Politically the UNT is informally affiliated with Mexico,s
current main opposition party, the Party of the Democratic
Revolution ) PRD).

4. The most significant individual unions in the CT are the
National Teachers Union (SNTE), the National Union of Miners
and Metalworkers (SNTMMSRM), the Petroleum Workers Union
(STPRM) and the National Railroad Workers Union (STFRM). Each
of these individual unions is recognized for some special
role they plan within Mexico,s organized labor movement. The
Teachers Union,s fame derives from being the largest
individual union in Latin America with an estimated 1.5
million members. Alas, it is also viewed as being one of the
main culprits responsible for what many believe is the poor
state of public education in Mexico. The Miners are known
for the loyalty of many of its members but also for their
combativeness with employers and for the alleged dishonesty
of its national leader (currently living in Canada to escape
prosecution for corruption charges). The Railroad Workers
Union is known because of the role it played in the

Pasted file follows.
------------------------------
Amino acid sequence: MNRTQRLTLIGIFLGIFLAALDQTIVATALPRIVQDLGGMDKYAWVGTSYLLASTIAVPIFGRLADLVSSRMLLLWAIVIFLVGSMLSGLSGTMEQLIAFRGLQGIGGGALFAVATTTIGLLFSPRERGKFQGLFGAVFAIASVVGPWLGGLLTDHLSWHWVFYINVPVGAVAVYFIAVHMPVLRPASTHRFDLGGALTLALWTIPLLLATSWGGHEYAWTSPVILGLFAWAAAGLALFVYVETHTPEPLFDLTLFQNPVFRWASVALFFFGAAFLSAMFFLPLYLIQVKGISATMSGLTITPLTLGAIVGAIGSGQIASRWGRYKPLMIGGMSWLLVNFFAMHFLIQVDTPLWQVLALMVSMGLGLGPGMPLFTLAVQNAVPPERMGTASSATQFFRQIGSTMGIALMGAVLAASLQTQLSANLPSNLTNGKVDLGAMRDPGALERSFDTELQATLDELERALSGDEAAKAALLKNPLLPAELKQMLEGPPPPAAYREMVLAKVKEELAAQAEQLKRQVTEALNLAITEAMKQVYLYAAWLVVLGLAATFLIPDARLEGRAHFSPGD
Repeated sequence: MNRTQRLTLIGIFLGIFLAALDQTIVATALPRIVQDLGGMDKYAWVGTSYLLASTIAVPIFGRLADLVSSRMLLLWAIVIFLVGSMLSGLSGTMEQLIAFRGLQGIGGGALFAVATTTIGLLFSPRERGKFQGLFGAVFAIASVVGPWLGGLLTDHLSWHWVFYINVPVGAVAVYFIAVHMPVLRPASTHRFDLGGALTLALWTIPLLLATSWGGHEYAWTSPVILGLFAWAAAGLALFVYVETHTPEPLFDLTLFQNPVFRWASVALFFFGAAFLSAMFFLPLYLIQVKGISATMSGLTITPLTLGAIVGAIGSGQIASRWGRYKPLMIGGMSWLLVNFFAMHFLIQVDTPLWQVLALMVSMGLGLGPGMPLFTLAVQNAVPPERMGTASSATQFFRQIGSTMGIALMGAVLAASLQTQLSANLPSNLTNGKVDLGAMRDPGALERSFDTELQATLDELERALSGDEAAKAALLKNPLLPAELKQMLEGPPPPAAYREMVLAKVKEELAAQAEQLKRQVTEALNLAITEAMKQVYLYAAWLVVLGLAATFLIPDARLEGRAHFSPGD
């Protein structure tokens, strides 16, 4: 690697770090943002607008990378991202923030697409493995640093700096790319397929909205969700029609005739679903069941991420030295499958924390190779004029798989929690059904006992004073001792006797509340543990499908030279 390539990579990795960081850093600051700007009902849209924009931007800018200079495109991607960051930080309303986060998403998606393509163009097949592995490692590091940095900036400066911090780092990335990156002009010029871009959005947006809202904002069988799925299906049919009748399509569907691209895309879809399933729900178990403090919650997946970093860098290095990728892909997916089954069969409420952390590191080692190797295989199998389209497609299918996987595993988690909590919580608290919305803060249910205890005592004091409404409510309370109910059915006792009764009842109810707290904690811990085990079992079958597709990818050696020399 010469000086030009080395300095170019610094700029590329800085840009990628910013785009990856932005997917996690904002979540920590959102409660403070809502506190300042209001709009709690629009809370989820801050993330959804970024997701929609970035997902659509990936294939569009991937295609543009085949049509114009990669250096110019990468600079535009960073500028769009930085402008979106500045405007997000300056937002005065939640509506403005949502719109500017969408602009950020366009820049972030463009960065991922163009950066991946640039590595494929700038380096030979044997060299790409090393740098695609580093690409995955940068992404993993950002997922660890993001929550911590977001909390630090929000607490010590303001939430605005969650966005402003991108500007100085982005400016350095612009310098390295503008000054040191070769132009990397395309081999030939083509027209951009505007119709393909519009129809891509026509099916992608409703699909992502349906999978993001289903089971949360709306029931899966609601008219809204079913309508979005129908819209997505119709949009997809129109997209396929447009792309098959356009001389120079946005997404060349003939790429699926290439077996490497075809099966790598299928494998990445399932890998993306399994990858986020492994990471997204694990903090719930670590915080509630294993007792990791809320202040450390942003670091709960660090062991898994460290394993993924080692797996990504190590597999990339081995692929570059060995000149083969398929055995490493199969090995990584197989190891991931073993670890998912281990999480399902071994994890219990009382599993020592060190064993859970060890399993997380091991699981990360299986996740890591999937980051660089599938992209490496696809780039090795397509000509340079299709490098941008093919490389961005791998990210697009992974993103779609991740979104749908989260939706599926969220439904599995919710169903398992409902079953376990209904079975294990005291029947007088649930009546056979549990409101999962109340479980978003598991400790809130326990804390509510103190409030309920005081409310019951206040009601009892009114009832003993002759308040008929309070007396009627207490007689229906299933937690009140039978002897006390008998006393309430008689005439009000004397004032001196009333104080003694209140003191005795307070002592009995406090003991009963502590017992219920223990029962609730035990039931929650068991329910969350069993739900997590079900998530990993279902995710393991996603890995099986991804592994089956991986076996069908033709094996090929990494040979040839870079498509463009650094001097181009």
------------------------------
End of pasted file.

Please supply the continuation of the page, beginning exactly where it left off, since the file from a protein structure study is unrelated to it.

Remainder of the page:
successful privatization. During that privatization Mexican
railroads were transformed from a money-losing public
transport system into a profit making cargo carrying system.
The Railroad Workers Union is also known for its flamboyant
leader, Victor Flores Morales. In addition being the head of
the STFRM, Flores has been a Federal Deputy (equivalent to US
Congressman) twice and is a former President of the CT. The
Petroleum Workers Union is known for widespread corruption
and for the excessive benefits (mostly for the union itself
as opposed to union members) it has extracted from the GOM.

MEXICO 00002497 002 OF 004

--------------------------------------------- --

5. Within the world of Mexican organized labor the
presidency of the CT is an important and much sought after
position of prestige and political power. The leader of the
CT is often the main interlocutor on labor issues with the
President of Mexico. The CT president is often viewed as the
main national level spokesman for organized labor in
particular and for Mexican workers in general. Outside of
the CT, the organization,s president is viewed by many
politicians as a valuable ally able to mobilize the union
vote. Consequently, the leader of the CT is routinely sought
out by elected officials and/or those hoping to win elected

6. In February 2006 the term of office of the then president
of the CT, STFRM Secretary General Victor Flores Morales, was
coming to an end. There were several labor leaders in the
umbrella organization who wanted to succeed Flores as CT
president, the most insistent of whom was the Secretary
General of the CROC, Isaias Gonzalez Cuevas. Gonzalez
lobbied hard to be the next CT president and won the